# Novel《Bran-New + Timeless Classic Collection Fiction 》Vera Caspary - LAURA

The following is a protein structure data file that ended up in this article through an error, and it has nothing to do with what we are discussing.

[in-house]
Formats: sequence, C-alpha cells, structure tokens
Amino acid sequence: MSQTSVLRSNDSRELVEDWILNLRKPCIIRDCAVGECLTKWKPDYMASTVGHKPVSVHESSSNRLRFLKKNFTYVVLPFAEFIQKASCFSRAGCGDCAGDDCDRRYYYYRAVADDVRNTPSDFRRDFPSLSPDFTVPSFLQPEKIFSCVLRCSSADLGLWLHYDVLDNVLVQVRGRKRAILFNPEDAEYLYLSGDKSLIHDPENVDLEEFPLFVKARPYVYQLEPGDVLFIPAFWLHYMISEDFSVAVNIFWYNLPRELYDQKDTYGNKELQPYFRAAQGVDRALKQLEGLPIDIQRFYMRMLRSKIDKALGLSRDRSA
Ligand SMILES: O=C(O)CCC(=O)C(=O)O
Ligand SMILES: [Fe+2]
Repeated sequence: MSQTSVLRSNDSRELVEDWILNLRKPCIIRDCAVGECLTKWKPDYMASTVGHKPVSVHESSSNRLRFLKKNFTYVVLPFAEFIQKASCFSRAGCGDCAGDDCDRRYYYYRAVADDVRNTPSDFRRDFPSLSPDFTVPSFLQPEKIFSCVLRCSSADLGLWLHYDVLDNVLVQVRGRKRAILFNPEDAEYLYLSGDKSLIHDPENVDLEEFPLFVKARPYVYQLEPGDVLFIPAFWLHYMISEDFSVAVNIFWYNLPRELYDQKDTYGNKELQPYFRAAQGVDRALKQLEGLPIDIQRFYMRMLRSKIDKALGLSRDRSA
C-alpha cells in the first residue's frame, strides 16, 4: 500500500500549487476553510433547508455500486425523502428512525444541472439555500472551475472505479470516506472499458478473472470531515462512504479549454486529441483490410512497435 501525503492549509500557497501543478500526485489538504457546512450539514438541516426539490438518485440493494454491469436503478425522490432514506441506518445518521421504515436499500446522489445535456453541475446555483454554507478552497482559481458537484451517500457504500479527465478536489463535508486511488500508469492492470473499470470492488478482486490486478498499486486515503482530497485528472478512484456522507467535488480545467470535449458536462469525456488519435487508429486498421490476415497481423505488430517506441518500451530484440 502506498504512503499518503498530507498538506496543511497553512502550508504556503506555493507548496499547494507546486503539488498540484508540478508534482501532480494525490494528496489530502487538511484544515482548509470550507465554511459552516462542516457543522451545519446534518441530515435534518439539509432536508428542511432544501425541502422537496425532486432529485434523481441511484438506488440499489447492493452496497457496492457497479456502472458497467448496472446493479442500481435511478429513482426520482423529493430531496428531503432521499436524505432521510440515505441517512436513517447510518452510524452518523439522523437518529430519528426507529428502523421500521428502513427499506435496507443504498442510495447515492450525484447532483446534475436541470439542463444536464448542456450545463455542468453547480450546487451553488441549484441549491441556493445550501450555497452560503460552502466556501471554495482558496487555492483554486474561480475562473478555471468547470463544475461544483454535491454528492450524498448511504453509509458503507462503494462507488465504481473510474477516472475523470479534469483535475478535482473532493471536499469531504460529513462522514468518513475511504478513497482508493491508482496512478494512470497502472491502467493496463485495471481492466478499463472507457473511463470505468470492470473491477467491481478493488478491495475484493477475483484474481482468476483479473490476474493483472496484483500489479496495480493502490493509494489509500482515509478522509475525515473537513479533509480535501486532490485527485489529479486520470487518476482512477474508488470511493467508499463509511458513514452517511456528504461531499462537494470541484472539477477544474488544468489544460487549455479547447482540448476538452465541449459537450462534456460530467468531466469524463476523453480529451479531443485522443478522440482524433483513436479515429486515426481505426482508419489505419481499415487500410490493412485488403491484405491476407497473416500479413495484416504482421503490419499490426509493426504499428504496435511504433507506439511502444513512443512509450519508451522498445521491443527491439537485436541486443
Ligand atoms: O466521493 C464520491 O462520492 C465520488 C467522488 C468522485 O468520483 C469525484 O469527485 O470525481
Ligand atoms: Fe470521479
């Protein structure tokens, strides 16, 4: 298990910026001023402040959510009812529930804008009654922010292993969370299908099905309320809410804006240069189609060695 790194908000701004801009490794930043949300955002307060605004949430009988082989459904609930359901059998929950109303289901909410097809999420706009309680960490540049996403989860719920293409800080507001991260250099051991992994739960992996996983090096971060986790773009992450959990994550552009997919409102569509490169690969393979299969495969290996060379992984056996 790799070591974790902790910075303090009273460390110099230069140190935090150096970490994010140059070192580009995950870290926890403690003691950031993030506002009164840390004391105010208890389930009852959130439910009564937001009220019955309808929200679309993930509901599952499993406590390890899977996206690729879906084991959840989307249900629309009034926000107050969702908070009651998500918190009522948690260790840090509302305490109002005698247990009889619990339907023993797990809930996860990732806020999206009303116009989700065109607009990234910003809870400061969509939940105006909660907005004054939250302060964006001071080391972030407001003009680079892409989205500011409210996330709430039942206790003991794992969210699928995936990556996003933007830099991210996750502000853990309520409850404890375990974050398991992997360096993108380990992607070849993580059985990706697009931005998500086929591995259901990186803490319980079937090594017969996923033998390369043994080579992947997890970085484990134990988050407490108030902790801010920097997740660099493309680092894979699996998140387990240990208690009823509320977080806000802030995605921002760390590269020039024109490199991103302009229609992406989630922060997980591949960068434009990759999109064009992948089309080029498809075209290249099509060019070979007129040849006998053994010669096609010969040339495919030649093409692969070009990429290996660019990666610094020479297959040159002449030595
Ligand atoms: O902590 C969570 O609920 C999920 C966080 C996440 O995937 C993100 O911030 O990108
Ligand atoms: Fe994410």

This Classic bestselling collection novel in paperback edition is a bran-new book and nicely wrapped with protective book-wrapper. The original new book is sold at usual price RM52.86. Now here Only at RM13. Laura (1942, 1943) is a detective novel by Vera Caspary. It is her best known work, and was adapted into a popular film in 1944, with Gene Tierney in the title role. In the doorway of an elegant New York apartment, blood seeps over silk negligee, over polished wood floors and plush carpet: a beautiful young woman lies dead, her face disfigured by a single gun shot. But who was Laura? What power did she hold over the very different men in her life? How does her portrait bewitch even Mark McPherson, the hard-bitten detective assigned to find her murderer? One stormy night, Mark's investigation takes an unexpected turn... Laura Hunt was the ideal modern woman: beautiful, elegant, highly ambitious, and utterly mysterious. No man could resist her charms—not even the hardboiled NYPD detective sent to find out who turned her into a faceless corpse. As this tough cop probes the mystery of Laura’s death, he becomes obsessed with her strange power. Soon he realizes he’s been seduced by a dead woman—or has he? First appearing in Collier's Magazine in 1942, this fantastic mystery/romance novel by Vera Caspary is sometimes overshadowed by the magnificent film it spawned, starring Dana Andrews and Gene Tierney. Director Otto Preminger's masterpiece is one of the finest mysteries in the history of motion pictures. But that does not detract from how wonderful the story is in novel form. Quite simply, this is one of the finest and most unusual mystery novels ever written. Caspary used an unique narrative structure to create an atmospheric and involving mystery which has stood the test of time. The story revolves around Detective Mark McPherson's investigation into the murder of Laura Hunt. McPherson has somewhat of a celebrity status within the department due to some front page cases with which he has been involved. But he is unprepared for the high society circles Laura moved in, and Caspary allows the reader to see through the detective's eyes the affectations of the rich. It is a world where people begin their insults with endearing terms like darling, then proceed to use words the roughest seaman wouldn't use to tear you apart. Laura's benefactor and sometimes companion, Waldo Lydecker, is the poster boy for such behavior. He uses his well known newspaper column to destroy all of Laura's would-be suitors. Only the man she was set to marry, Shelby Carpenter, was able to withstand the glare of Lydecker's poison-pen scrutiny. But on the weekend before she was to be married, a knock on the door late at night, followed by a shotgun blast, cuts her life short. Waldo Lydecker begins the narration, then McPherson picks up where he left off. It is during McPherson's narration we get to see events as they really are, bringing about for the reader an understanding of the detective's thought process and actions so twisted out of context by Lydecker. Caspery's descriptions of the encounters between Lydecker and McPherson are splendid. You can almost feel the breeze in the popular open-air restaurant where they dine and hear the young woman going from table to table singing, Smoke Gets in Your Eyes. Caspary also allows the reader to feel McPherson's frustration with the pretty-boy, Shelby Carpenter. Above all this, however, Caspary paints a picture of Laura that allows us to understand how McPherson has fallen in love with a dead girl, because we have also. Laura could not have been more different than these people, her inner beauty inspiring loyalty in her working-class maid, Bessie. McPherson soon begins to wonder how a smart girl like Laura managed to surround herself with such morally empty people, their arrogance and gutter ethics only surpassed by their lack of character. But Caspery is smart enough to let us see into a woman's heart as well, and make us understand. On a rainy night in Laura's swanky 5th Avenue walk-up apartment, while McPherson sits underneath her painting looking through her diary, searching for a clue to her murder, Caspary suddenly turns an already great mystery-romance novel into a classic. We simply can't put it down at this point. It is a fantastic read and stands with a handful of others in the genre as one of the best ever written. It is timeless, as fresh today as it was in 1943. This is one book in the mystery genre you don't want to miss. Laura won lasting renown as an Academy Award-nominated 1944 film, the greatest noir romance of all time. Vera Caspary’s equally haunting novel is remarkable for its stylish, hardboiled writing, its electrifying plot twists, and its darkly complex characters—including a woman who stands as the ultimate femme fatale. Femmes Fatales restores to print the best of women’s writing in the classic pulp genres of the mid-20th century. From mystery to hard-boiled noir to taboo lesbian romance, these rediscovered queens of pulp offer subversive perspectives on a turbulent era. Enjoy the series: Bedelia; Bunny Lake Is Missing; By Cecile; The G-String Murders; The Girls in 3-B; Laura; The Man Who Loved His Wife; Mother Finds a Body; Now, Voyager; Return to Lesbos; Skyscraper; Stranger on Lesbos; Stella Dallas; Women's Barracks. Less
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